"Lost Years: A Memoir
1945-1951," by Christopher Isherwood, edited by Katherine
Note: a version of this
book review appeared in the Los Angeles Times Book Review.
Isherwood died in 1986, his literary reputation seemed
solid. He had written several fine books that revealed
him to be a masterful stylist, including "Prater
Violet" and "The Berlin Stories." His novel
"A Single Man" is, in this reviewer's opinion,
that rarity in literature, a "perfect" work,
every word exact in its wise, sad, and funny documentation
of one day in the life of an older man who wakes, remembers,
and may perhaps, at the end, die.
respected literary standing allowed him to survive controversies:
There was his fleeing London on the eve of World War II;
his avoiding conscription as a conscientious objector
after he became an American; his association with Vedanta,
on and off intending to become a monk; his affairs with
very young men--and intimations of anti-semitism. The
publication of this so-called Memoir may challenge his
reputation more critically than anything else in his life.
1971, during an arid creative period, Isherwood began
this "reconstructed diary." "It might keep
me amused, like knitting...." [ix] He attempted to
record, from memory, events of years left out in his formal
diary, the years 1945-1955. He abandoned the reconstruction
in 1977, stopping with an entry dated 1951. The protagonist
of the reconstruction is referred to as "Christopher."
In copious footnotes, the older writer comments as "I"
from the vantage of about 20 years past.
When the "Diaries" appeared posthumously, former
friends and champions were jarred by the vituperative
treatment of them by a man who had courted and praised
their friendship, often lavishly in public. About a close
writer-friend and ally he wrote in the "Diaries:"
"[H]e exudes ... a cynical misery and a grudge against
society which is really based on his own lack of talent...."
[Diaries, 533] About another: "[M]ost people dislike
[him] because he is ugly and unchic and not quite talented
enough." [Diaries 852]
Many who knew Isherwood and liked him (including this
reviewer) saw someone else revealed, a mean-spirited man,
although in forced retrospect one was able to detect avoided
hints of that new person. "Lost Years" compounds
the nastiness of the "Diaries," and Isherwood
emerges as even more of a stranger, an abusive, vindictive
Some of the most apt descriptions of this book may be
borrowed from Isherwood's remarks about others: "[His]
name-dropping soon got to be a bore and his tale-telling
was so indiscreet that you became afraid to open your
mouth...." (232) About another "friend":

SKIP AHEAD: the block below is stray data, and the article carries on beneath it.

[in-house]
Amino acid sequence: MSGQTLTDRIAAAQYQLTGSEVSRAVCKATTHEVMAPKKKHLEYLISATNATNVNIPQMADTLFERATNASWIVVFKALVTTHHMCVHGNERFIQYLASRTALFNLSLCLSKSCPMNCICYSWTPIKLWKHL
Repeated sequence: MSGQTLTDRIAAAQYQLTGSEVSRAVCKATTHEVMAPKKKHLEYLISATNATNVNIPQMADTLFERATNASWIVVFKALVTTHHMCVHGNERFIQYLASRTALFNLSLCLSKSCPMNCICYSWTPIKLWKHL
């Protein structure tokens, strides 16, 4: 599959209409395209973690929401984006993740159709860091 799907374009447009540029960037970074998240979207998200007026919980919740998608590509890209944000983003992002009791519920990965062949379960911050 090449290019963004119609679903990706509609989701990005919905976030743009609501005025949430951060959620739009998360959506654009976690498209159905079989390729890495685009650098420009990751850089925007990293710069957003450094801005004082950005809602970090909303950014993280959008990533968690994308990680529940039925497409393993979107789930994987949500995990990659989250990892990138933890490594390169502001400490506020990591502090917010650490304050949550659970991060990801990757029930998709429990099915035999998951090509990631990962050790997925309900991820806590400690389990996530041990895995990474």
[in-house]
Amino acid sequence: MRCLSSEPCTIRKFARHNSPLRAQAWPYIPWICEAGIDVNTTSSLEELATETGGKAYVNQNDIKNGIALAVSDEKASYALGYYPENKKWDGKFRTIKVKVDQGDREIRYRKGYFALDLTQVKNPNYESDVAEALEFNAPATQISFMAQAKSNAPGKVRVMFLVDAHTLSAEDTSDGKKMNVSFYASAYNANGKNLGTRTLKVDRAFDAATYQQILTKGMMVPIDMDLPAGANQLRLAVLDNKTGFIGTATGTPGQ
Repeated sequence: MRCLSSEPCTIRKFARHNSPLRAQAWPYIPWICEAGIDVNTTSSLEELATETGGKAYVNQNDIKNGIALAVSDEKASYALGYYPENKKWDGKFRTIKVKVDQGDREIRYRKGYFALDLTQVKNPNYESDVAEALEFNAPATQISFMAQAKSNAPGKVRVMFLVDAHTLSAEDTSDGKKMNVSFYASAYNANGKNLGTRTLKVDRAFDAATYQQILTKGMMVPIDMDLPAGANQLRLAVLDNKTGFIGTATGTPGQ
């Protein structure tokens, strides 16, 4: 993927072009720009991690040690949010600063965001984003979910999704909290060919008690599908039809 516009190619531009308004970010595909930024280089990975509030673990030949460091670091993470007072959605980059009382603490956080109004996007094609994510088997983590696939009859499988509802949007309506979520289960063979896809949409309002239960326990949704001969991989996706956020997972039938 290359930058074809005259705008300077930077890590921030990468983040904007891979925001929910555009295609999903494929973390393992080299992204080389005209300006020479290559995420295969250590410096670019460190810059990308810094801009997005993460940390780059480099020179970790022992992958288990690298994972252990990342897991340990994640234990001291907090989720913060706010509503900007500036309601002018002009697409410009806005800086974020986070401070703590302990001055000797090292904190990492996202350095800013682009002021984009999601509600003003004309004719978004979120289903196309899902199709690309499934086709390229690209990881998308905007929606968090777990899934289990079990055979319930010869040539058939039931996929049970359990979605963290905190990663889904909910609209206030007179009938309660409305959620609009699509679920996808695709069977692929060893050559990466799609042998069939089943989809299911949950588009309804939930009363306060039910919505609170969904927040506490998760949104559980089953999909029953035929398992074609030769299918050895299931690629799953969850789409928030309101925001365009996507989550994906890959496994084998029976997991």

"... his approach was demure until he had detected
your weak points and was ready to play on them."
 Isherwood's name-dropping becomes as rote as a mantra--"dinner
with the Knopfs ... Supper with Peter Viertel." .
No matter how "demure" an encounter might have
seemed to others, everyone who crossed his path was exposed
to later-recorded malice that exploited vulnerabilities
he detected, like a spy.
How is "Lost Years" different from other candid
accounts that put an author's life in a negative light?
Flaubert's letters to Louise Colet reveal him violating
her trust with false expectations of a permanent union.
Dealing primarily with the author's theories on the novel,
the letters illuminate his work, become literature. There
are many other such works--Rousseau's "The Confessions,"
Virginia Woolf's "A Writer's Diary, "Boswell's
Even a generous definition of the word would disqualify
"Lost Years" as literature. A torrent of slights
and gossip, relentless renderings of messy affairs--so
similar that only names change--it contains little about
the author's art, his novels, his philosophical views.
It is not even reliable as a historical document. repressive
times: Major historical events surrender to chat: "The
next month passed without any remarkable incidents....
It sounds crazy to say this, when, in fact, Mussolini
and his mistress were killed.... Hitler's death was announced....
Berlin fell ... and the Nazis surrendered.... [T]he day-to-day
diary records that, on the 28th, [Christopher] took a
taxi to the beach...."  In retrospective notes
that might have allowed him ironic perspective about changing
attitudes toward homosexuality, he chooses instead to
extend the gossip.
Curiously driven to find fraudulence in others, he becomes
insensitive to genuine confusions: 169. "What really
repelled Christopher [was] his dishonest, tricky bisexual
posture.... [H]e became maudlin over his marriage, and
his responsibilities as a father. Stephen Spender is deeply
false in the same way, but not nearly as disgusting....
They are both utterly untrustworthy." (Apparently
Isherwood forgot that in his Diaries he claimed at least
one bisexual seizure: "I made violent love to that
Russian girl.") ["Diaries," 67]
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